What type of tin-pot quasi-judicial body upholds a conviction for an offence that clearly was not committed, for the simple reason that it wasn’t a law when Kunde was alleged to have broken it?
The Racing Queensland extended arm the Queensland Racing Disciplinary Board of course.
The scary thing is that is was headed by a lawyer.
Brock Miller is his name, a partner in the well respected Vegas law firm Quinlan Miller Treston that was founded by his grandfather. You wouldn’t want to be looking to Brock for legal advice based on this decision, that’t for sure. What’s that they say about shirtsleeves to shirtsleeves in three generations?
Tracy Kunde, who tells me that he was scratching his head wondering how he could be outed from the sport he loves for a decade on a charge that didn’t exits proven my evidence that couldn’t be admitted, appealed again, this time to QCAT and finally common sense kicked in, with member Robert King-Scott – a vastly experienced barrister who has been in the legal game for 37 years – finding the glaringly obvious.
A person can’t be convicted of offences that didn’t exist when they were alleged to have committed them, and Tracy Kunde could not be convicted of a 2014 breach of a law that wasn’t introduced until 10 months later.
The decision was easy.
Charges dismissed, conviction set aside.
Tracy Kunde is an innocent man and can return to training greyhounds; if he can get a licence that is.
Racing Queensland have appealed the decision, on what grounds I have no idea because there don’t appear to be any at all, and the matter seems absolutely clear: Kunde should never have been charged in the first place, and certainly should never have been convicted or had his conviction upheld at first instance.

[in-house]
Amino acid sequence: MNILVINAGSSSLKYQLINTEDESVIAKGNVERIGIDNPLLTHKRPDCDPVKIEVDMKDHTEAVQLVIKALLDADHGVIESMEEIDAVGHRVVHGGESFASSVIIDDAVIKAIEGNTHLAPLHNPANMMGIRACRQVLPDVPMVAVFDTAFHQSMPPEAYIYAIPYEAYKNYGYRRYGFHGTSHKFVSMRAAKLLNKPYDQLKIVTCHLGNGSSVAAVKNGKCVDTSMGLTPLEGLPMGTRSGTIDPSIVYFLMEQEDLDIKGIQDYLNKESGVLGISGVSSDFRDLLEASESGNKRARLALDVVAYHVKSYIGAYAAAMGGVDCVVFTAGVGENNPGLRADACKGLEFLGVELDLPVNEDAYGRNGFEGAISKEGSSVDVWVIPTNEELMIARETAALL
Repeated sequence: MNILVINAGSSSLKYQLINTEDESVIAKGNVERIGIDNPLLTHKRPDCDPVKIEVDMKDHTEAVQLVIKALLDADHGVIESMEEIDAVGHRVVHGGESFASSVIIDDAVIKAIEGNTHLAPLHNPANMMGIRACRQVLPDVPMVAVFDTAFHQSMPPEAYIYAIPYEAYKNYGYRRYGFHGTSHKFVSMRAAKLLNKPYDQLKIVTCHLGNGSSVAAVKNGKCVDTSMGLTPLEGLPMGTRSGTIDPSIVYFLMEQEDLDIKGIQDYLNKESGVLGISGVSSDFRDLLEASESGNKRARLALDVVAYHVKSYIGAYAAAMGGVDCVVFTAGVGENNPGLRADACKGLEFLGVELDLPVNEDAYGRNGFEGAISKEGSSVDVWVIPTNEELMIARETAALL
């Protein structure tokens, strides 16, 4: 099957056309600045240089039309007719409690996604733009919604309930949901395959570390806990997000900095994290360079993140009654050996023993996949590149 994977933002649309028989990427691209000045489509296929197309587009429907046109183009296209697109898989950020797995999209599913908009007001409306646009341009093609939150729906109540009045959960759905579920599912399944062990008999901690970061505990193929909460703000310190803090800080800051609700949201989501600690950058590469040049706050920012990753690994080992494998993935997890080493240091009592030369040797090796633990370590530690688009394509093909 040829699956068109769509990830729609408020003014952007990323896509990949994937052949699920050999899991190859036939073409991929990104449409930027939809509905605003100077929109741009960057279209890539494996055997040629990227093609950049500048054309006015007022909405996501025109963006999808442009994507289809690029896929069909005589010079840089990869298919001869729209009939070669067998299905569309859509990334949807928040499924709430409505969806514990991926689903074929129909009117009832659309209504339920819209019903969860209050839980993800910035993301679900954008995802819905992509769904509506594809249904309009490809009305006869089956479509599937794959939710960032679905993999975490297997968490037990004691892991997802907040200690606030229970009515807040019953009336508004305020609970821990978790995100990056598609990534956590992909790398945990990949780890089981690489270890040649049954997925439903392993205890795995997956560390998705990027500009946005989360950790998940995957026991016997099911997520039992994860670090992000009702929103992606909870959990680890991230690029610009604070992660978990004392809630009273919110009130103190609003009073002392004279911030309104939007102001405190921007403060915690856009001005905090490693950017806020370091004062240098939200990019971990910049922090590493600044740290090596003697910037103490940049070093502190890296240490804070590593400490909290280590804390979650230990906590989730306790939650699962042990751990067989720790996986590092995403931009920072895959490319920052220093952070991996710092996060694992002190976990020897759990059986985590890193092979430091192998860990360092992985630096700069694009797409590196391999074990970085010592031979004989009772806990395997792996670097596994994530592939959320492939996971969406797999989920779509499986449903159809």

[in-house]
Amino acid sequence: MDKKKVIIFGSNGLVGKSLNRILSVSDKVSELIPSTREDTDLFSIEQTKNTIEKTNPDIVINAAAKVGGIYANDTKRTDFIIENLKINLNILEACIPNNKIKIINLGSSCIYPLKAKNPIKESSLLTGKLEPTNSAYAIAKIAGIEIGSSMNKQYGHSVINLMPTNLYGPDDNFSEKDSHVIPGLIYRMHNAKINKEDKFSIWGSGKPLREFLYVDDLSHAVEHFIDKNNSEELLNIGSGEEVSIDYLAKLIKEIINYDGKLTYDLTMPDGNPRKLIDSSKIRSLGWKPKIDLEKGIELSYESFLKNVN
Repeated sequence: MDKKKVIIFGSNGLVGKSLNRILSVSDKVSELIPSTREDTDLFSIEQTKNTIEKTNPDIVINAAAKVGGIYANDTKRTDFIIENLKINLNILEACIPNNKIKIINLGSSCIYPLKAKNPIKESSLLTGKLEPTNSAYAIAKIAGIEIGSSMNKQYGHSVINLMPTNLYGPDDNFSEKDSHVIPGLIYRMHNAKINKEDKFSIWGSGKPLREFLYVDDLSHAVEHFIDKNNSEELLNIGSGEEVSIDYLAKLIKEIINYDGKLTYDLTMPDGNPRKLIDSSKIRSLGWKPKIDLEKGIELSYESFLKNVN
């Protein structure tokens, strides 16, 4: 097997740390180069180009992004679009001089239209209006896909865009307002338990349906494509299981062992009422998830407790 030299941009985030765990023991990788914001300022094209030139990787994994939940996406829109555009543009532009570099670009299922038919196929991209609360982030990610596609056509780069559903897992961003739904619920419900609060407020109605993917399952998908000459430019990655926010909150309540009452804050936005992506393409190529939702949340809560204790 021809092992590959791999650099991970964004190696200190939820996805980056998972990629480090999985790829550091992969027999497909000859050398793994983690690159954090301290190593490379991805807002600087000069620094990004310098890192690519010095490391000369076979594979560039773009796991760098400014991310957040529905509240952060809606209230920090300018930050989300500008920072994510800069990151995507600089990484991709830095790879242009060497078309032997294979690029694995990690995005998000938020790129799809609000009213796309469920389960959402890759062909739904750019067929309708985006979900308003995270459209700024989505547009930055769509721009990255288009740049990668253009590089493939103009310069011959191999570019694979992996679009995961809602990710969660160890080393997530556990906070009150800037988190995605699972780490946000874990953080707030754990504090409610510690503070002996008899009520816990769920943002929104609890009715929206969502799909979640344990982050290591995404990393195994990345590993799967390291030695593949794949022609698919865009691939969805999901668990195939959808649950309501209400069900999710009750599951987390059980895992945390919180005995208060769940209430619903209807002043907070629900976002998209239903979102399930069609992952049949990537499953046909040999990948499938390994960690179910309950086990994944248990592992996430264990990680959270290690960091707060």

It seems to me that RQ is simply throwing good money after bad pursuing this matter, and that they are going to cop a hell of a costs bill when the tribunal makes a long overdue decision on this matter that was heard almost 6 months ago, and the racing control body’s frivolous appeal is thrown straight out the window for lacking any grounds or substance at all.
I guess old Eliot ‘E.T.’ Forbes – who is still to address the questions about his proximity to animal cruelty in Asia and Arabia, and tell us what steps he took to stamp it out, if any -believes that he has to follow the matter through to the bitter end, because if Tracy Kunde’s quashed conviction stands then a whole lot of other are going to fall over too.
And if that happens the whole live baiting over-reaction that led Alan ‘The Oarsman’ MacSporran to bizarrely find that a bunch of blokes standing around a dusty paddock in Logan watching dogs chasing a little pig tied to a lure justified restructuring the entire industry – and punishing the innocent harness and gallops industry members in the process – all starts to look really somewhat thin.
Just like it always was.
A lot of people are watching and waiting on this QCAT racing appeal, including most of the greyhound racing industry.
I suspect that there are going to be a whole lot of red faces when it is handed down.
And that the clowns with the red faces won’t be the one’s with a collar and lead in their hands.
We’ll let you know the appeal result when it finally comes to hand.
I wonder if ET will answer any of the hard questions before then?